The GO Outdoors Guide To Cycling Jackets
Cycling jackets are the outer layer of your layering system and are designed to offer you protection from a variety of weather conditions.
Fabrics vary dependent on how and where you cycle, so choose your cycling jacket based on your destination and the weather conditions.
Ideally your cycling jacket should be protective and warm, whilst still possessing high amounts of breathability.
Your jacket should also be able to provide areas of visibility. For travel in the EU, a reflective jacket( or a gilet) as well as a warning triangle is mandatory.
Read on for more information on high visibility.
If you cycle in the cold: An insulating Soft Shell Jacket with windproofing capabilities
If you cycle in the rain: A breathable waterproof jacket
If you cycle in all conditions: A lightweight soft shell with water repelling capabilities, or an athletic cut and lined waterproof jacket.
- Slim, two or one layer fabric construction to reduce bulk.
- A hood that can packaway or be adjusted
- Pockets for access to essentials
- Stretch fabric for enhanced movement, either in the body of the jacket or in the arms and elbows
- Elastication for an enhanced fit
- Lightweight construction that’s easy to packaway or roll up .
- Sometimes water repelling (DWR) or with treated fabrics to be waterproof
- A soft inner lining for comfort.
Wind stopping closures at the neck and wrists for protection as you hold onto the handlebars
- Drop tail designs for extra coverage at the back and a contoured fit
- Reflective logos/piping for high visibility.
Soft shells can be useful for a variety of conditions and multi purpose pursuits as they can be both windproof and waterproof, cheap or expensive, depending on the levels of functionality you require.
Softshells are part of the layering system, a way of layering your clothing to achieve comfort and warmth, as well as varying levels of breathability, whatever the conditions.
Softshells are an alternative to waterproof jackets, which are known as ‘hard shells’.
Softshells can be worn in place of a fleece when you need more protection, but for conditions where you most need excellent levels of waterproofing, a waterproof jacket is a better buy.
However softshells do have advantages over waterproof jackets if the weather is suited to them.
Waterproof jackets are more rigid, whereas softshells are designed to have higher levels of breathability and flexibility, whilst still offering more water and wind repelling qualities than a fleece.
Breathable Membranes can be used in order to make your cycling jacket repellent or resistant to water. These are known through a variety of names, according to brand, from GORE technology, to DWR (Durable Water Repellency.)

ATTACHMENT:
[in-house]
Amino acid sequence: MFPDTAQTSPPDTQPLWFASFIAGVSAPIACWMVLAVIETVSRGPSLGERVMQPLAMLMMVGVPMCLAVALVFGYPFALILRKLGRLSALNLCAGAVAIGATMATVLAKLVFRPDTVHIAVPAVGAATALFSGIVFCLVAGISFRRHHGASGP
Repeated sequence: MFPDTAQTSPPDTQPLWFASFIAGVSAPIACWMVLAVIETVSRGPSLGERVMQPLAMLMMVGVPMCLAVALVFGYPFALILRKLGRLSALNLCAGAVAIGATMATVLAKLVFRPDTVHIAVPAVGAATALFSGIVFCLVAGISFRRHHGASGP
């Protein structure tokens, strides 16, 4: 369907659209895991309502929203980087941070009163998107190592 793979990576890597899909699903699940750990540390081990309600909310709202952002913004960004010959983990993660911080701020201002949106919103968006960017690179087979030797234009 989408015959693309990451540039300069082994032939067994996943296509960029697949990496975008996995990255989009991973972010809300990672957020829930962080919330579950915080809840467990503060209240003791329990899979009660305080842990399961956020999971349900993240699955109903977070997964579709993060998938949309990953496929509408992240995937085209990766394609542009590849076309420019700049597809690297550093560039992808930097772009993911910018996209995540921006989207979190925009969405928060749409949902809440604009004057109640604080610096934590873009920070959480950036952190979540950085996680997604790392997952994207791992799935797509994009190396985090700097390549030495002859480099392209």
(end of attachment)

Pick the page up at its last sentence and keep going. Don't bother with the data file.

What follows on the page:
To read more about waterproofing and waterproof coatings, click here.
When you cycle your are likely to want to keep out wind and windchills. Similar to waterproofing, windproof coatings and membranes can be applied during the manufacturing process of making a cycling jacket in order to make it windproof.
To read more on windproofing, click here.
Breathability is linked into waterproofing and windproofing, as the coatings added to a cycling jacket can hinder the process of breathability.
Simply, breathability refers to a cycling jacket’s ability to keep the wearer dry, by evicting moisture and vapours to the outer layers, away from the skin.
This prevents moisture build up, chaffing, and overheating.
The more breathable a jacket for active periods, the better. To read more on breathability, see our guide here.
From a hi vis jacket, to reflective panels, strips or straps, high visibility can keep you safe and seen on the roads, particularly important for children, early morning riders, as well as night riders.
High visibility comes under two main areas, fluorescent fabric colors, and reflective details.
You can choose from piping, which catches the light and reflects it, or a full fluorescent jacket that offers excellent levels of visibility.
For travel in Europe it is mandatory to carry both a warning triangle and a high visibility jacket or gilet in your car, kept in the main body of the car, and cyclists must wear high visibility jackets in poor light conditions.
To read more on high visibility, read our guide here.
- Make sure you have a fit that doesn’t rub or chafe.
- Snug and athletic cuts are ideal, particularly in high winds to avoid a billowing jacket.
- Some jackets come with active cut designs, such as pre bent arms and drop tail rears.
- Look for inbuilt storm flaps that can help rain drop away from your jacket.
- Drawcords can help you keep water and wind locked away. Even better are drawcords that can be used with one hand.